We understand that FIU is still a young university that lacks a lengthy history of campus activism. It is learning how to react to a new generation of students who are witnessing a unique social movement in other cities and university campuses that does not seem to be stopping anytime soon.

We all need to get use to the soapbox. But let’s make sure it’s okay to stand on it first.

8 Comments on "EDITORIAL: Occupy FIU must reevaluate its demonstration methods"

  1. Way to defend the establishment, Beacon. The fact is, there shouldn’t be “free speech zones” on campus — free speech should be guaranteed everywhere on campus.

  2. Occupy FIU should challenge the existence of free speech zones: http://thefire.org/article/11211.html

  3. Prem Lee Barbosa | January 18, 2012 at 11:06 PM | Reply

    Here the Beacon questions the legitimacy and necessity of all civil disobedience done on college campuses during the civil rights movement and the Vietnam epoch.

    Everyone speak when told to speak, and only about that which you are allowed to speak.

    • Viviana Aranzazu | January 20, 2012 at 7:29 PM | Reply

      That’s right. Be a drone who “ensures that we are abiding by
      all rules and regulations”. Don’t question anything, don’t protest, don’t disagree. Just sit in your cubicle and mind your own business.

  4. There are a lot of problems with this article, but I’ll leave at citing one. Verbal Agreements are valid in Florida. At least look up your facts once in a while. The Florida Bar will be happy to inform you as much.


  5.  This is a shameful moment for The Beacon. The editorial staff has thrown the students under the bus. As a former writer for this paper, I’m outraged that The Beacon would take such a condescending and cynical stance against student expression. The Beacon should be siding with the students. Who do you think led all the movements in history that created social justice? Administrations? Police? No, it took the gall of underpaid, and underprivileged students to challenge the status quo and protect free expression. This editorial does just the opposite. I was starting to feel bad that the tuition hikes, budget cuts, and loss of advertisers would hurt the student paper. However, The Beacon is its own worst enemy.

  6. Also, how where we “pushing the limits”?

    We went where we where told to go, and verbal agreements (as stated before) are valid. But we shouldn’t even need a verbal agreement. How would we even know if we are “pushing the limit” or not if we don’t even know what the limit is? This article is so contradictory and full of excuses. What a tool whoever wrote this is.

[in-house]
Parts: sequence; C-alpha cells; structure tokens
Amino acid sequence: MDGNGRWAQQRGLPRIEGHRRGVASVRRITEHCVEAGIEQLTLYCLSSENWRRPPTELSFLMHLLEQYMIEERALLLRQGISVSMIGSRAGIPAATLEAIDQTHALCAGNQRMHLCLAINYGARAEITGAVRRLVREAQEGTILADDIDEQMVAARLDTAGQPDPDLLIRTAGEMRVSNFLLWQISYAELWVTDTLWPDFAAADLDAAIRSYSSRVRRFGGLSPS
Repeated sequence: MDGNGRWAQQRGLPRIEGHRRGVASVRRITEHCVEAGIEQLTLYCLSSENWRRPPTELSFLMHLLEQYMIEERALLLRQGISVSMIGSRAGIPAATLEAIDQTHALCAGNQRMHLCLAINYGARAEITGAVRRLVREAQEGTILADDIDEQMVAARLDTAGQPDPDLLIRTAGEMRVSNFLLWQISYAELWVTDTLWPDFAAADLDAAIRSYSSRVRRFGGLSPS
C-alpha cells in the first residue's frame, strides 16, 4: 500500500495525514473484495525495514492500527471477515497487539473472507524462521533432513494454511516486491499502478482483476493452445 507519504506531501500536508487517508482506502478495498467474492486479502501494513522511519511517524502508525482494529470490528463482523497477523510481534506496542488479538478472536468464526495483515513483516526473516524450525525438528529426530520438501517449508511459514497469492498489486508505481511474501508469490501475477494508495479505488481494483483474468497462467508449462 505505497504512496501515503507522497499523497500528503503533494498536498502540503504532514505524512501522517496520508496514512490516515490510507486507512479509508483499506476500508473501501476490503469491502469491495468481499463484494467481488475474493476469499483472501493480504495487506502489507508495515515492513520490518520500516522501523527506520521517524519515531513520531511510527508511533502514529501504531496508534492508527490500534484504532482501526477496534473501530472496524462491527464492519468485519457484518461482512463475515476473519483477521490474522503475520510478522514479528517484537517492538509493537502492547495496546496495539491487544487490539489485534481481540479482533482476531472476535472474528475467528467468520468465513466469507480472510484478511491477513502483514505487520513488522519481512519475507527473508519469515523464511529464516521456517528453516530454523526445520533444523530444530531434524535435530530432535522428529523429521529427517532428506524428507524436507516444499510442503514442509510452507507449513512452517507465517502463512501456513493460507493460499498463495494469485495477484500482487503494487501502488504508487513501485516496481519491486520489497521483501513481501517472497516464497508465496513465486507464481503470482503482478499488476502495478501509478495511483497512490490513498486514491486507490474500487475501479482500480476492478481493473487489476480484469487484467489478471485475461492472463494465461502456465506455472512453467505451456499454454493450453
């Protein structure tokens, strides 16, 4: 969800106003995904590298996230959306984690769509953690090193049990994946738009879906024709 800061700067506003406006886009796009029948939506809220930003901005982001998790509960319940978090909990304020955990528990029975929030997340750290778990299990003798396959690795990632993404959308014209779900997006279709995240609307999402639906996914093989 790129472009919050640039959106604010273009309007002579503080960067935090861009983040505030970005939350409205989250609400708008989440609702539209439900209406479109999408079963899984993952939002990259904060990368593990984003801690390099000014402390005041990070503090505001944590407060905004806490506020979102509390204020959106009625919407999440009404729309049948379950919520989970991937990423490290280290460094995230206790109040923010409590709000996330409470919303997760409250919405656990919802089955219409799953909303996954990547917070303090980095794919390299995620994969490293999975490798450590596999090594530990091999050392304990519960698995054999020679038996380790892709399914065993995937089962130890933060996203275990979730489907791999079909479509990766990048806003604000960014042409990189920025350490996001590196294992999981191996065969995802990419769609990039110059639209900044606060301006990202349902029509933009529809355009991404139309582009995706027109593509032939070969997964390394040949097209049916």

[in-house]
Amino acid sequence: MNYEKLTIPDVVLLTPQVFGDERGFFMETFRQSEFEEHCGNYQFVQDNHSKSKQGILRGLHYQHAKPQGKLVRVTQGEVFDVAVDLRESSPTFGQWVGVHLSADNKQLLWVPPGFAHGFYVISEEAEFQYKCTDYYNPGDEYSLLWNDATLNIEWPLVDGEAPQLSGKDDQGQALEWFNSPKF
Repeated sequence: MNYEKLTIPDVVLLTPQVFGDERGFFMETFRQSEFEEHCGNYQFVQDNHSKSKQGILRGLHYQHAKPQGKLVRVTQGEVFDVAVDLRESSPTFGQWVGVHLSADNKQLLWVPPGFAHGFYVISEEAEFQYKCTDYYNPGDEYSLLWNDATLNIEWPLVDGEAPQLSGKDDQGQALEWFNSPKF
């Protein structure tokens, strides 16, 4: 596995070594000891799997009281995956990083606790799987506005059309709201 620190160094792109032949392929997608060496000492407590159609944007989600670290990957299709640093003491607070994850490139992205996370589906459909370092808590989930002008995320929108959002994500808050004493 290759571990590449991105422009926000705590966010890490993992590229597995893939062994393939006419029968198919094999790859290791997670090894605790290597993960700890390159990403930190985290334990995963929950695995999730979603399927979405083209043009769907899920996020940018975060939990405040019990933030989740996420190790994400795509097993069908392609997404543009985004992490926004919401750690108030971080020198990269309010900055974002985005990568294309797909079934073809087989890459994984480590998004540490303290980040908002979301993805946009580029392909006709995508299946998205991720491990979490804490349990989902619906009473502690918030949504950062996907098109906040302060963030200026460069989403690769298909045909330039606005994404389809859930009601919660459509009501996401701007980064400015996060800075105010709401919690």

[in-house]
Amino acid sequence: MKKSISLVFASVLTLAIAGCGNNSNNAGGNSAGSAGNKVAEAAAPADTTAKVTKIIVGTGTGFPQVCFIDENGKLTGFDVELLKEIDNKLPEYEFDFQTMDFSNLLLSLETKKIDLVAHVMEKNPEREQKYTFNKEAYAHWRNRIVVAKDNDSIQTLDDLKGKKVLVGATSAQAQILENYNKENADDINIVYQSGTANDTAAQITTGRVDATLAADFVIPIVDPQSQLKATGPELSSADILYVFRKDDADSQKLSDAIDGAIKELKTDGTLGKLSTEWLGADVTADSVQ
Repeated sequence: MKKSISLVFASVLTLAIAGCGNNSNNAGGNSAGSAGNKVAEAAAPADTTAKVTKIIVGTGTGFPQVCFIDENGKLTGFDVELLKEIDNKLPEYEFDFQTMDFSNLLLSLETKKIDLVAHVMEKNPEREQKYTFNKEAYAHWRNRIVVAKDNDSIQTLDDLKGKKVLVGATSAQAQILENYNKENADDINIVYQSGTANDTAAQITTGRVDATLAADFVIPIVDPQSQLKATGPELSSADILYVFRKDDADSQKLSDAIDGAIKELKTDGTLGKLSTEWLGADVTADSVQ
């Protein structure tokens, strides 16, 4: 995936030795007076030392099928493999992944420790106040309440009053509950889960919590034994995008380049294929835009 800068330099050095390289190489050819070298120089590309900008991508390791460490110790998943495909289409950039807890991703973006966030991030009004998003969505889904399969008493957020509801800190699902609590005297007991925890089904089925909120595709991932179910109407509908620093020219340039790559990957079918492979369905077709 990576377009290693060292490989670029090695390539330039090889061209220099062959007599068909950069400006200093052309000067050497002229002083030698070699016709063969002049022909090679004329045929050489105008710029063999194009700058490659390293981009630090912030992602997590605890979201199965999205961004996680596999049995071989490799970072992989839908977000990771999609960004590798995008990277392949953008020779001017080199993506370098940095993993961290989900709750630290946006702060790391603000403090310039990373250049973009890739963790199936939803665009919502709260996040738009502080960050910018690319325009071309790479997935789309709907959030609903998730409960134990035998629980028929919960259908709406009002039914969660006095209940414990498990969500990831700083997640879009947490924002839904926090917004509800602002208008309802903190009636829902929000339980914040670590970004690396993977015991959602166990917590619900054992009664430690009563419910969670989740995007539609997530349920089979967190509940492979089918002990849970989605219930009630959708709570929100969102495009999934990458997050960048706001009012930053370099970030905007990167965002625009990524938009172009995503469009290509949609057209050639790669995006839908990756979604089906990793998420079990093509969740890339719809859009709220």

7. Personally, I could give a rat’s patoot about the Occupy movement and whatever they were doing, but when administration starts talking about “designated free speech zones” I have a problem.  Last year, the administration saw fit to impose a rule which encroached on smoker’s rights via the smoking ban which abridges our rights as to what we put in our bodies while anywhere on campus. This ban includes our cars which are personal property. This opens a privacy issue which is both invasive and onerous. Now administration plans on further encroaching by creating free speech zones? Seriously? One doesn’t need a Venn diagram to understand that the direct implication of having a “free speech zone” is that everywhere else on campus not included in the “free speech zone” is not privy to the protections of the exercise of free speech (which on every level is laughable considering university policy does not trump the 1st Amendment of the Constitution). These are very dangerous and murky waters for the university to be treading in. That said, I read the press release by President Rosenberg and I do agree amplification devices that interupt the learning process in which I AM A STAKEHOLDER and have PAID FOR should not be allowed. I do however find it odd that when a bunch of grousing liberals do this, they are shut down… as opposed to the continued administrative support of our periodic visits from the Christian Right Wing nutjob who exercises his anti-feminist anti-semitic hate speech with his banner & megaphone while capturing the images of passing students without their warning or consent. What about the megaphones used by the Right Wing Christian anti-abortion people who set up a 15 foot tower of horrific images likening legalized abortion to the holocaust? Administration approved!  I have been around FIU longer than the average bear and find it very suspect how the rights of the right-wing agenda seem to be highly protected by the university while the left wing seems to be roadblocked and subject to COINTELPRO scrutiny.  The egalitarian protection of free speech really isn’t encouraged at the university and when it comes to editorialism, the Beacon is nothing more than an instrument of obsequious cowering flattery tantamount to Nimrod’s horn….and to illustrate this point, I will bet this opinion will be removed form the forum as “inappropriate or offensive content” by tonight’s Gradskeller. Cheers. If you need me, I’ll be drinking a Jameson and Coke while smoking in a secluded gazebo somewhere on campus. Civil disobedience- if it was good enough for Thoreau, it is good enough for me.